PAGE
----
New features in C# 2.0

August 20th, 2010 Add Your Comments

In this post I will try to present the new things that were introduced in C# 2.0, by creating a short overview which should be able to bring anybody up to speed on them. Readers should be familiar with C# 1.0.


This topic is too big to be covered in this document. Check the MSDN for details on it. You can also check the following links for more details:

Also note, that with time, content related to generics might be added to this section, however without canceling the above notes.

Variance, covariance on generics

C# does not support variance for generic types, that is you cannot cast from type MyGenType<Type1> to MyGenType<Type0>, even if Type1 inherits from Type0.

List<int> ints = new List<int>();
List<object> objects = new List<object>();

// doesn't compile ints is not a IEnumerable<object>

I use the term variance because this is term used in MSDN when talking about generics. However covariance is used more often in the technical literature.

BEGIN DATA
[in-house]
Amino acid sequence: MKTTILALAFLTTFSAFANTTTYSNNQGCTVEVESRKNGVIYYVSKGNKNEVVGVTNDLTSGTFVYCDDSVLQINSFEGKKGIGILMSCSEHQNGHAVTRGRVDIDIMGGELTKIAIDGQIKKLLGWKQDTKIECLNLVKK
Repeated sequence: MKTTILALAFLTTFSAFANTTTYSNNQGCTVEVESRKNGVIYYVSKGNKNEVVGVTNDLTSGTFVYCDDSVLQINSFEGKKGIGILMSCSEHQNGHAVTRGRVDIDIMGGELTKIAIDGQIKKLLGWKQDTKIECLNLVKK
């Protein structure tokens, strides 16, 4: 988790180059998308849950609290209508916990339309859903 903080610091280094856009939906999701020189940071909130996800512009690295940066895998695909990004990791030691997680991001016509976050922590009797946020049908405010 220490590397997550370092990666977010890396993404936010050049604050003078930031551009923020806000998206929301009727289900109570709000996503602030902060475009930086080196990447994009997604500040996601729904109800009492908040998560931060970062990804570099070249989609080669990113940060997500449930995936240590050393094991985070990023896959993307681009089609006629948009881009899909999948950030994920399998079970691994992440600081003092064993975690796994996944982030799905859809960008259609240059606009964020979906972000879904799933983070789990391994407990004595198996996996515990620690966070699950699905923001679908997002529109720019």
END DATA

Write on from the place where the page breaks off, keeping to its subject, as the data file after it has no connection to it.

Searching on the internet I couldn’t find a definition for covariance that would suit very well the C# language but, after reading from different sources, I could come out with the following one: in oop we say we have covariance when different constructs that depend on certain types reflect the inheritance direction of those types.
For example C#, starting from version 1.0, supports arrays covariance, which means that an array of strings is an array of objects, as a string is an object:

string[] arrStr = new string[] {"one", "two", "three"};
object[] arrObj = arrStr;
arrObj[1] = "Hello";

However, array covariance applies only to reference types. Arrays to value types are invariant. The following example will fail to compile:

int[] arrInt = new int[] {1, 2, 3};